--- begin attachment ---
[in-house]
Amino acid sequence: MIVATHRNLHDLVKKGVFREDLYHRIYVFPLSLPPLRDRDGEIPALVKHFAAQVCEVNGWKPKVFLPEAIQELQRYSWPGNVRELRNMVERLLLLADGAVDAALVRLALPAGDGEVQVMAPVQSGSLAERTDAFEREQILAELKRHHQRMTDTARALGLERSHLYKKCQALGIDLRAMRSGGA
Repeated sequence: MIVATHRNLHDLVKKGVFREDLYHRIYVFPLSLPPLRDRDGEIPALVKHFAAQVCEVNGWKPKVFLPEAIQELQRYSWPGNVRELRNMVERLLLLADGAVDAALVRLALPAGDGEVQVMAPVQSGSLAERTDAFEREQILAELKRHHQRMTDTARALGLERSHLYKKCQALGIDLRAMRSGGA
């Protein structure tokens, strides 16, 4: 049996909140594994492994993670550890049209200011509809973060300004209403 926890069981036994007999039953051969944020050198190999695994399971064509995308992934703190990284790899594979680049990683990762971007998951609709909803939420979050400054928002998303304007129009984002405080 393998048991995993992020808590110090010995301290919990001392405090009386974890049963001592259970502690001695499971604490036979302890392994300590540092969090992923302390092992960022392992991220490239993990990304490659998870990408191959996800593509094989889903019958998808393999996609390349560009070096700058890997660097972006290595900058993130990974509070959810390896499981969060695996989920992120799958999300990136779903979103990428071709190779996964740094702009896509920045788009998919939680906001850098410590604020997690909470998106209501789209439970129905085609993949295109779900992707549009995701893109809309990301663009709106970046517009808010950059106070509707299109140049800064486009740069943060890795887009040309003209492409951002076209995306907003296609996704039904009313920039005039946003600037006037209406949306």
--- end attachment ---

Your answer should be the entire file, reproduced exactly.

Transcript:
[in-house]
Amino acid sequence: MIVATHRNLHDLVKKGVFREDLYHRIYVFPLSLPPLRDRDGEIPALVKHFAAQVCEVNGWKPKVFLPEAIQELQRYSWPGNVRELRNMVERLLLLADGAVDAALVRLALPAGDGEVQVMAPVQSGSLAERTDAFEREQILAELKRHHQRMTDTARALGLERSHLYKKCQALGIDLRAMRSGGA
Repeated sequence: MIVATHRNLHDLVKKGVFREDLYHRIYVFPLSLPPLRDRDGEIPALVKHFAAQVCEVNGWKPKVFLPEAIQELQRYSWPGNVRELRNMVERLLLLADGAVDAALVRLALPAGDGEVQVMAPVQSGSLAERTDAFEREQILAELKRHHQRMTDTARALGLERSHLYKKCQALGIDLRAMRSGGA
């Protein structure tokens, strides 16, 4: 049996909140594994492994993670550890049209200011509809973060300004209403 926890069981036994007999039953051969944020050198190999695994399971064509995308992934703190990284790899594979680049990683990762971007998951609709909803939420979050400054928002998303304007129009984002405080 393998048991995993992020808590110090010995301290919990001392405090009386974890049963001592259970502690001695499971604490036979302890392994300590540092969090992923302390092992960022392992991220490239993990990304490659998870990408191959996800593509094989889903019958998808393999996609390349560009070096700058890997660097972006290595900058993130990974509070959810390896499981969060695996989920992120799958999300990136779903979103990428071709190779996964740094702009896509920045788009998919939680906001850098410590604020997690909470998106209501789209439970129905085609993949295109779900992707549009995701893109809309990301663009709106970046517009808010950059106070509707299109140049800064486009740069943060890795887009040309003209492409951002076209995306907003296609996704039904009313920039005039946003600037006037209406949306």